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Compare 1577 edition: 1 In this yeare died in Guien the countesse of Co|mings, to whome the French king and also the earle of Arminacke pretended to be heire, in so much that the earle entred into all the lands of the said ladie. And bicause he knew the French king would not take the matte [...] well, to haue a Rouland for an O [...]|uer; he sent solemne ambassadours to the king of England, offering him his daughter in mariage, with promise to be bound (beside great summes of monie, which he would giue with hir) to deliuer into the king of Englands hands, all such castels and townes, as he or his ancestors deteined from him within anie part of the duchie of Aquitaine, either by conquest of his progenitors, or by gift and deliue|rie of anie French king; and further to aid the same king with monie for the recouerie of other cities within the same duchie, from the French king; or from anie other person that against king Henrie EEBO page image 624 vniustlie kept, and wrongfullie withholden them.

Compare 1577 edition: 1 2 3 This offer séemed so profitable and also honora|ble to king Henrie and the realme, that the ambas|sadours were well heard, honourable receiued, and with rewards sent home into their countrie.The earle of Arminacks daughter affi|ed vnto king Henrie. After whome were sent for the conclusion of the marriage into Guien, sir Edward Hull, sir Robert Ros, and Iohn Gralton deane of S. Seuerines, the which (as all the chronographers agrée) both concluded the ma|riage, and by proxie affied the yoong ladie. The French king not a little offended herewith, sent his [...]ldest sonne Lewes the Dolphin of Uienne into Rouergue with a puissant armie,The erle with his ladie, his sonne and two daughters taken. which tooke the earle and his yoongest sonne, with both his daughters, and by force obteined the countries of Arminacke, Louuergne, Rouergue, and Moulessonois, beside the cities Se|uerac & Cad [...]ac, chasing the bastard of Arminacke out of his countries, and so by reason hereof, the con|cluded mariage was deferred, and that so long that it neuer tooke effect; as hereafter it may appeare.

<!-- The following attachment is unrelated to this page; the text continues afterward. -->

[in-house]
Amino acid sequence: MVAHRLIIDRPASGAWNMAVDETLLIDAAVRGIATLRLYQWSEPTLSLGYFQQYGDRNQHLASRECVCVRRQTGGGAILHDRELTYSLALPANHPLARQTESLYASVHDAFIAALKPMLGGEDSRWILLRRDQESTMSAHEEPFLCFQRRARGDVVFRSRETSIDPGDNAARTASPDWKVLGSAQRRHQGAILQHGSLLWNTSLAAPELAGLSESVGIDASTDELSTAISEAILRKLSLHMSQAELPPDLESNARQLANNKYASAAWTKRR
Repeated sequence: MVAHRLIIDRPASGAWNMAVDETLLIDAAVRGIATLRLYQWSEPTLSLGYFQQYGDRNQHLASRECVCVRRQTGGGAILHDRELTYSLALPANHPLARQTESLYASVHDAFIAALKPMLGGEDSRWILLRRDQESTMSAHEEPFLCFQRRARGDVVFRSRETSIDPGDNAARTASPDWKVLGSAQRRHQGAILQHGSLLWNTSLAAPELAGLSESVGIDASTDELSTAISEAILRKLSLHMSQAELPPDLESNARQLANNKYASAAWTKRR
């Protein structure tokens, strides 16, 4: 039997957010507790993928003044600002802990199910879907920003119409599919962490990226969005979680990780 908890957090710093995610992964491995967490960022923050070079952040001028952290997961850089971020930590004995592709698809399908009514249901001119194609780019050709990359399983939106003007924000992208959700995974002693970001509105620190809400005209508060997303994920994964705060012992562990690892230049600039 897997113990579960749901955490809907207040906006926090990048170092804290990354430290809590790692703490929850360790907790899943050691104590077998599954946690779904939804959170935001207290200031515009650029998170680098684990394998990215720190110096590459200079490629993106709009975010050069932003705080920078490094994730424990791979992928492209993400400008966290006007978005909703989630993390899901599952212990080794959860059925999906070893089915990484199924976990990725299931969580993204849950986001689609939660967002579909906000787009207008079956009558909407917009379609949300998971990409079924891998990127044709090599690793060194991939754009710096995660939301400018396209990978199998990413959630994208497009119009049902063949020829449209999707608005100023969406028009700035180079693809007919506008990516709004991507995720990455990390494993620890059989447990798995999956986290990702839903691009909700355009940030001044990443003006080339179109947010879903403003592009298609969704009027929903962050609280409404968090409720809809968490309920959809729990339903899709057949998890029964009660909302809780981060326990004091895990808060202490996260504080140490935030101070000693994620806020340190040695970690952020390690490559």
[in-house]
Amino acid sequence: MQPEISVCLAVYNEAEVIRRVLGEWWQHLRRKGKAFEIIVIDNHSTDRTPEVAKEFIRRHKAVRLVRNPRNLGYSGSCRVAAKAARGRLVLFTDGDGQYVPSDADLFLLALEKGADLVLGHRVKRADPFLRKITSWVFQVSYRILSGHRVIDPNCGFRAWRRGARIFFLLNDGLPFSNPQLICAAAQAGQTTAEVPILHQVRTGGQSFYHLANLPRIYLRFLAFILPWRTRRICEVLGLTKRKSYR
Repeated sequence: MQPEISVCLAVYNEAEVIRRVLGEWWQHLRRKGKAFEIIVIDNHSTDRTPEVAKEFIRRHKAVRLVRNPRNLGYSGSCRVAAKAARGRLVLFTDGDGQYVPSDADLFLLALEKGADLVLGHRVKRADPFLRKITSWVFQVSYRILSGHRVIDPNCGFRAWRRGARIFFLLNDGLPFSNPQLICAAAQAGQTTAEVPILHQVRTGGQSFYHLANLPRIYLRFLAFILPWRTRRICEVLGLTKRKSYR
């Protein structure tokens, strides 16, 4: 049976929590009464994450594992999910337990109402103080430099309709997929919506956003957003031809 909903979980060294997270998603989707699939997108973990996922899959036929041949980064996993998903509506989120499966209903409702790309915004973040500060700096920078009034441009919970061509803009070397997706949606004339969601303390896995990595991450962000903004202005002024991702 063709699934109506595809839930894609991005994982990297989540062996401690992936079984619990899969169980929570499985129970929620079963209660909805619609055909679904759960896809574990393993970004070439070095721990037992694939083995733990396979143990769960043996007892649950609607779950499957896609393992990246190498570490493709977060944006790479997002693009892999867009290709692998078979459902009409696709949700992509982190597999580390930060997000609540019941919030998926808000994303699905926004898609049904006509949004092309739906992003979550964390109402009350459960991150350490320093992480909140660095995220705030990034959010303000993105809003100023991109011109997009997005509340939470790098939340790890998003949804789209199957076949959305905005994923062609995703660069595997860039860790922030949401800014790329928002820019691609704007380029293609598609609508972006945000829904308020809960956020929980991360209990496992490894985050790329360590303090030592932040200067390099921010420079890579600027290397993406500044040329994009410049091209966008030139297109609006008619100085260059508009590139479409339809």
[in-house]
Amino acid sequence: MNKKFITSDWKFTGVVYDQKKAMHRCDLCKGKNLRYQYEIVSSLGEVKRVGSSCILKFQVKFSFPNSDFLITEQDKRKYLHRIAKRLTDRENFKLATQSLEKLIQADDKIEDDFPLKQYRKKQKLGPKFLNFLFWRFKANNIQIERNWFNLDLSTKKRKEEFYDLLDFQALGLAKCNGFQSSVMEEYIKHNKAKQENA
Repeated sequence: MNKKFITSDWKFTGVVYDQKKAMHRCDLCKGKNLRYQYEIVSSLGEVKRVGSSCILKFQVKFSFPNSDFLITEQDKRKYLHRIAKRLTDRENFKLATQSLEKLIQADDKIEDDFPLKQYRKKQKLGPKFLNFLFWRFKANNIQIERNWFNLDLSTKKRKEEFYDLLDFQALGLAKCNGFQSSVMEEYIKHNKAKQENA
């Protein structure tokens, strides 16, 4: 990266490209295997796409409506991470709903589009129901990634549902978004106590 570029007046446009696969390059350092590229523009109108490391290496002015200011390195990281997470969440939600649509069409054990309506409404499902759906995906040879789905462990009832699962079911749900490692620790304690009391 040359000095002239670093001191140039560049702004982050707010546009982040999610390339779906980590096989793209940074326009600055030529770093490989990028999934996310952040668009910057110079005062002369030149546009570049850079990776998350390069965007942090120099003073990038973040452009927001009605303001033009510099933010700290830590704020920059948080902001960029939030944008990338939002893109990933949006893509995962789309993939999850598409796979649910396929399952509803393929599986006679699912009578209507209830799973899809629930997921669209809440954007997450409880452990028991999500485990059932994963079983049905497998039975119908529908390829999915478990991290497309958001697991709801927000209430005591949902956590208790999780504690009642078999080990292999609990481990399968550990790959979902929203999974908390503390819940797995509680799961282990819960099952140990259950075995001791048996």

¶In this yeare was an act made by authoritie of the common councell of London, Abr. Fl. ex Fabian. 441. that vpon the sun|daie no maner of thing within the franchises and li|berties of the said citie should be bought or sold; nei|ther vittels nor other thing.A law against bu [...]eng and selling on the sundaie. It was also enacted by the same common councell with full consent, and ra|tified by the authoritie of the law-makers, that no artificer or handicrafts man should bring his wares, commodities, or worke, vnto anie person or persons to be worne or occupied on that daie: bicause it was iudged a foule prophanation thereof. And peoples minds giuen to couetousnesse, make no exception of times or places in a case of aduantage and gaine. In consideration whereof, and for the suppressing of this abuse, this law was ordeined and made: the force whereof did principallie extend to tailors and shoo|makers (who as on that daie bring home their gar|ments and shoos to the parties for whome they are made) and likewise to all other occupations and trades. But this ordinance (saith mine author) was too good for so bad an age, and therefore died within a short time after the magistrate had giuen it life.

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